Political Analyst David Yepsen Sparks Capacity TDU Crowd to Lively Exchange

By Laurence D. Schiller

yepsenThe atmosphere was electric the evening of May 18, as Tenth Dems University Dean Sharon Sanders and Managing Vice-Chair Barbara Altman introduced David Yepsen to a standing-room-only crowd at the Northbrook Public Library.

Mr. Yepsen, who was keynote speaker at the Tenth Dems Annual Awards Dinner in 2015, served as the chief political reporter for The Des Moines Register, where he worked for 34 years, and is the current Director of the Paul Simon Public Policy Institute housed at SIU Carbondale.

Yepsen maintains strict political independence.  He began his remarks by characterizing this election as perhaps the most interesting and strange in recent history, with both parties divided.  In his opinion, though, the GOP is undergoing a real civil war.  In contrast, the Democrats, while passionate for each of their candidates, will most likely unite behind the eventual nominee, he opined.

Yepsen observed that the media, including himself, has misunderstood the Trump phenomenon.  As a result, he feels cautious about predicting the outcome of the fall election, warning that the Democrats would have to work hard to beat Trump.  Noting that the election is still many months away, he cautioned that unpredictable outside factors, such as ISIS’s actions, could have an enormous impact.

Next, Yepsen ticked off the election positives of Donald Trump and Hillary Clinton, whom he considers the all-but-presumptive Democratic nominee.

Factors that could lead to a Trump victory include:

  • The electorate’s fear and anger
  • Hillary’s negatives
  • Great strength among blue collar non-college white male voters
  • An apparent global turn to the right politically
  • Racism and sexism influencing certain voters
  • Hillary’s email issue
  • Trump’s being a good closer
  • How difficult it is for one party to get a third term in the White House, something that’s happened only once since the end of World War II

On the other hand, the electoral math doesn’t work very well for the GOP.  The number of white, blue collar, non-college educated voters has been declining, and Trump is going to have to either find more of these people to bring into the electorate or mend fences with other parts of America’s increasingly diverse electorate.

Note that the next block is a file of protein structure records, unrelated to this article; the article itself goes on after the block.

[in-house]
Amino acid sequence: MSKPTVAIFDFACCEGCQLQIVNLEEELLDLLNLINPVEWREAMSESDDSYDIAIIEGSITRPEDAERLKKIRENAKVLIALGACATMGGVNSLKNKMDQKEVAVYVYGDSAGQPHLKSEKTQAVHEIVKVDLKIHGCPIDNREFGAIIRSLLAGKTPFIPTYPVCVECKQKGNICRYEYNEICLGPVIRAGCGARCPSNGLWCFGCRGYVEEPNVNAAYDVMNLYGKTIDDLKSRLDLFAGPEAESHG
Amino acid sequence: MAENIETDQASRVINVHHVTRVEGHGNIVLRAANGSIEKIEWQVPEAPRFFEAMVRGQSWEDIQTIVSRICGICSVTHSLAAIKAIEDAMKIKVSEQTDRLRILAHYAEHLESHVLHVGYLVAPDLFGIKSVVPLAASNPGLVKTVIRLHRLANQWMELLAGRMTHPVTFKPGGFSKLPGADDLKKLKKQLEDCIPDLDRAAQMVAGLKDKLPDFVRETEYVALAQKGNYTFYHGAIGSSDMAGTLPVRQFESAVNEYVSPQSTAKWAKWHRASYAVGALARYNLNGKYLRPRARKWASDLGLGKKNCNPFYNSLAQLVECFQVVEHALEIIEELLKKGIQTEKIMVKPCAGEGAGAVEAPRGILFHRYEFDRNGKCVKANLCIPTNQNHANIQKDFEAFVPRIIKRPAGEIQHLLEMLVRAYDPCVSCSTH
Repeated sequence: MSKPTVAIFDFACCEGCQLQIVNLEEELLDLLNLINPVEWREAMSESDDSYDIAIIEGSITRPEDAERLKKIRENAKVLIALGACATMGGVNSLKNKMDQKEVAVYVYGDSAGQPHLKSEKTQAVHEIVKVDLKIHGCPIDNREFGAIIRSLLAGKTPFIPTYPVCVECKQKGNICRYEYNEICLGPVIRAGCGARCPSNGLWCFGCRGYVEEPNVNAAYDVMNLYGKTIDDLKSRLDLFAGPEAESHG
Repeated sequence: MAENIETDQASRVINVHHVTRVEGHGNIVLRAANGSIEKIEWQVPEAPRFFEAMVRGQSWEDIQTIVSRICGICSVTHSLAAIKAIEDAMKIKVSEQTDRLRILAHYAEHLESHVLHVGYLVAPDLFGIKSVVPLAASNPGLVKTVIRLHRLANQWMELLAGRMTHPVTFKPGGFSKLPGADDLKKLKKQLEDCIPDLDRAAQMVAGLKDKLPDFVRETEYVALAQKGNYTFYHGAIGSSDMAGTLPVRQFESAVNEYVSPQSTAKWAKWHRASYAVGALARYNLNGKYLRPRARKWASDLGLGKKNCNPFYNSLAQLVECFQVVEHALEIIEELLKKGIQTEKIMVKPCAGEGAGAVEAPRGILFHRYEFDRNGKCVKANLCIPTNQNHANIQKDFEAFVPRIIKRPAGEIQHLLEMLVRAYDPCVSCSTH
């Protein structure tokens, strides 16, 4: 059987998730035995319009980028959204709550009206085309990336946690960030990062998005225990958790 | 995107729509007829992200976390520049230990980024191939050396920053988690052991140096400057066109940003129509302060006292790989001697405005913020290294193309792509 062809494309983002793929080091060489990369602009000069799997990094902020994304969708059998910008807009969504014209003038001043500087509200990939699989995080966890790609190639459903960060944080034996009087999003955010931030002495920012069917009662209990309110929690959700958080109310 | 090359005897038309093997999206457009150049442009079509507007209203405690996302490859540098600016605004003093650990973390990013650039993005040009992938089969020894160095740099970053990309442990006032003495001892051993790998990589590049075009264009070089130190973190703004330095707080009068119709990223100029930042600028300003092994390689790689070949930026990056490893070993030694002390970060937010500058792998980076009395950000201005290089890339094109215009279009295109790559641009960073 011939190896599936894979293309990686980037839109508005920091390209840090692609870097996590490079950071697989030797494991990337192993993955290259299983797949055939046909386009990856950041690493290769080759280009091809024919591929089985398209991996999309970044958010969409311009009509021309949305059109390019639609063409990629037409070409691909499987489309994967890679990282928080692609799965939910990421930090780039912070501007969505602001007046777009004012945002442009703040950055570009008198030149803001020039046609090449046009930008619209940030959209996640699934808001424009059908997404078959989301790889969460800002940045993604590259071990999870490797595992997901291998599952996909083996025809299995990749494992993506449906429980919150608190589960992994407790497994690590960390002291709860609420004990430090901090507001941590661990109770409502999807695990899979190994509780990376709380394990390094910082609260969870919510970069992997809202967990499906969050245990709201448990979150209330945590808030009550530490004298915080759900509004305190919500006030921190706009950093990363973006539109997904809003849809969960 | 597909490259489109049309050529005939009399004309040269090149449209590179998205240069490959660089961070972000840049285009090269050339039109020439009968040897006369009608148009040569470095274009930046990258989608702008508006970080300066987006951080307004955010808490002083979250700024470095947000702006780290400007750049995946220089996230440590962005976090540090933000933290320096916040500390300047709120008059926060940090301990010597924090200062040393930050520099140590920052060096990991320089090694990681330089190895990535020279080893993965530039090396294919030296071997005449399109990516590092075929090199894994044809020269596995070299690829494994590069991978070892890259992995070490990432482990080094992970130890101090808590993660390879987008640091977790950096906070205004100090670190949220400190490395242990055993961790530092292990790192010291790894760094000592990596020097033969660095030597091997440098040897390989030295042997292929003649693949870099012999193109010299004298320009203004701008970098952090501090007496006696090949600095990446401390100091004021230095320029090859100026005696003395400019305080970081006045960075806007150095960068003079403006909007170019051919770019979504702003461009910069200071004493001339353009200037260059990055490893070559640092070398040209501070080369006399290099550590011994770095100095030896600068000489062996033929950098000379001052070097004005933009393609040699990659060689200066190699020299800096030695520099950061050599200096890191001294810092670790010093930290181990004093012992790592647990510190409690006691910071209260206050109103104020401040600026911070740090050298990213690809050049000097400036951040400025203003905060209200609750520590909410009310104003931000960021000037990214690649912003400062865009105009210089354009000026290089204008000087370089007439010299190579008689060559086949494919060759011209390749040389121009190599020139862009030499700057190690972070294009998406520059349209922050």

Yepsen’s list of factors that argue for a Clinton victory includes:

  • Democrats have an easier electoral path than Republicans, starting with 253 electoral votes vs. only 191 sure Republican votes.
  • Hillary is running in effect for a third term for Barack Obama, and President Obama’s approval rating has been rising. At 52 percent right now, it equals that of Ronald Reagan at the same time in his second term.
  • Even if it’s true that Clinton has difficulty energizing voters, Trump has energized African Americans, Hispanics, women, and others to vote against him.
  • Although Clinton has high unfavorables, Trump’s are significantly higher, and two-thirds of those who have an unfavorable opinion of Clinton still say she is qualified to be President.
  • Despite the high emotions right now among Sanders supporters, the Democratic Party is much more united than the GOP.

A spirited question-and-answer period followed Yepsen’s remarks, going on for more than 40 minutes. Topics touched on ran the gamut from how to interpret the polls, the extent of media bias, the amount of free media publicity Trump has enjoyed, and Trump’s mastery of “new media” like Twitter, to the issues between Sanders supporters and some party leaders and whether or not the “not Clinton” Democrats are likely to come out and vote for her when push comes to shove in November.

Yepsen, who does programs like this frequently, remarked about the exceptionally high level of participation.  “I’ve never had a group so interesting and knowledgeable,” he said.

At the start of the evening, Tenth News designer Michael del Rosario, a high school student, talked briefly about the Tenth Dems summer internship program.  Just before the Q and A period, Delio Calzolari, the Associate Director of the Paul Simon Public Policy Institute, talked about the late Jeanne Hurley Simon and the scholarship established in her memory.


Join us! Help elect Democrats in our area:

The Tenth Dems blog is intended to be a forum that builds community and provides for respectful and healthy exchange of ideas. We are open to different points of view and hope that all of our readers will feel comfortable engaging in conversation. Opinions expressed on this website belong to their respective authors, and publication does not necessarily imply endorsement by the Tenth Congressional District Democrats. Inappropriate comments may be deleted.